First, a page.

In a new video posted to her YouTube page, model and YouTube star Gigi Gorgeous cries while recounting a recent experience at a cryobank (which freezes eggs and sperm). When Gorgeous and her fiancé, Nats Getty, were visiting the doctor's office to discuss their options, the doctor immediately assumed that they were there to freeze eggs. But Gorgeous is transgender, and the couple planned to freeze both her sperm and Getty's eggs. "I felt like so much less of a woman than I'm used to feeling in my everyday life and in my fucking body and soul and brain and heart. It was such a yucky feeling," Gorgeous says in the video. When the doctor realized her mistake, she handed Gorgeous an information pamphlet meant for men. And that, to Gorgeous, felt like the doctor was saying she's not a real woman.
The message that being unable to get pregnant in the "typical" way makes someone less of a woman isn't isolated to doctor's offices, especially for transgender women who are trying to start families. In our culture, pregnancy is often seen as the epitome of femininity. But what about transgender women like Gorgeous, who weren't born with the biological equipment needed to grow a baby? Getting pregnant is never an option for them, and many feel that the world sees them as less feminine because of it. "In some ways [not being able to get pregnant] makes me feel inferior to [cisgender] women, and I'm sure a lot of trans women can relate," Gorgeous says. "It's like, 'Oh yeah, you're a woman. But you're a transgender woman."
Of course, transgender women aren't the only women who struggle with pregnancy. And cisgender women who can't get pregnant often feel a sense of failure in their womanhood, as well. "Women are socialized, often beginning at an early age, to assume we will become mothers at some point during adulthood (if we so choose). When this dream is disrupted by the newfound knowledge that we are infertile, an identity crisis often results — the 'self' that would become a mother, caregiver, and family member is suddenly in question," Elizabeth Merrill, PhD, a clinical psychologist for the Department of Veterans Affairs, wrote for the Huffington Post. Because society associates pregnancy with womanhood and femininity, not being able to conceive can make any woman feel less feminine or "real."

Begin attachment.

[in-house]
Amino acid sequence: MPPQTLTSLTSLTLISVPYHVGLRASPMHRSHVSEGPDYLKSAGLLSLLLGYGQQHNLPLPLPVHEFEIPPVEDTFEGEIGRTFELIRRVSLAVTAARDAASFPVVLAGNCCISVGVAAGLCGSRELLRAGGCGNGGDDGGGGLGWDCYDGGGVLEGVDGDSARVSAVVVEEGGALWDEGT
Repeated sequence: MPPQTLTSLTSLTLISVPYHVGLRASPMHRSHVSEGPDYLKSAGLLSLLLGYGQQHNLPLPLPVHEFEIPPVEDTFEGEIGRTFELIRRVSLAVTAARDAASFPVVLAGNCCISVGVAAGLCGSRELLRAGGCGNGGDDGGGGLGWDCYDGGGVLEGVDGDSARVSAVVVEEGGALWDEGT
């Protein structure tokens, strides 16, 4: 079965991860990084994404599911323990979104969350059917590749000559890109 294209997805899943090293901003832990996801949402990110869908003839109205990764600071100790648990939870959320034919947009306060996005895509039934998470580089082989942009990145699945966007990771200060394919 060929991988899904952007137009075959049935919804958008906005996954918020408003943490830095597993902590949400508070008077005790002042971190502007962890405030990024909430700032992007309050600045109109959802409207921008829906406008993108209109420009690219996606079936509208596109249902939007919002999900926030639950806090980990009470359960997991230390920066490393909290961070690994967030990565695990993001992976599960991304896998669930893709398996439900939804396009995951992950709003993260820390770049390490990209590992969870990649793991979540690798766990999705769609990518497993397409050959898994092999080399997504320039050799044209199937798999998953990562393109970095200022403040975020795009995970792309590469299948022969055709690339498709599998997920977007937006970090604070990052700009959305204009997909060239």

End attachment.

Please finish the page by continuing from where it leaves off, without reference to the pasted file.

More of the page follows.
Gorgeous is well aware that not having a uterus and not being able to give birth doesn't make her a man, and it doesn't make her a fake woman. But still, she grapples with the feeling that if she and Getty aren't able to have biological children, her womanhood will be called into question. "I don't know why it's such a mental mind fuck to me," she says.
It's a mental mind fuck, theorizes plus-size model Shay Neary, because we still have strict and unnecessary definitions of what is feminine and what is masculine. "I hear a lot from [cisgender] women that [my] talking about wanting kids and wanting to adopt is like I'm stuffing my trans-ness in their face," Neary says. Talking about how she'd build a family reminds these women that Neary doesn't have a uterus, which they then interpret as her flaunting her transgender status. Often, these women will tell Neary that because she doesn't get a period and can't get pregnant, she's not really a woman. But thinking of pregnancy as the ultimate accomplishment of femininity leaves lots of people out, including trans women, cisgender women who can't get pregnant, and transgender men or non-binary people who do get pregnant. "Feminine is whatever you make it," Neary says. "It doesn't have a defined existence, and just because you can have children doesn't inherently make it feminine."
We need to be talking more about gender and deconstructing what we've defined as masculine and feminine, Neary says, especially in doctor's offices. The doctor who spoke to Gorgeous and Getty about what men need to do to freeze sperm and what women need to do to freeze eggs should never have discussed the options in such binary terms. And we shouldn't be thinking about pregnancy as something a "real" woman should be able to do, or as something that only women do. Transgender men get pregnant, and it doesn't make them any less masculine. And just because Gigi Gorgeous cannot get pregnant doesn't mean that she's any less of a woman.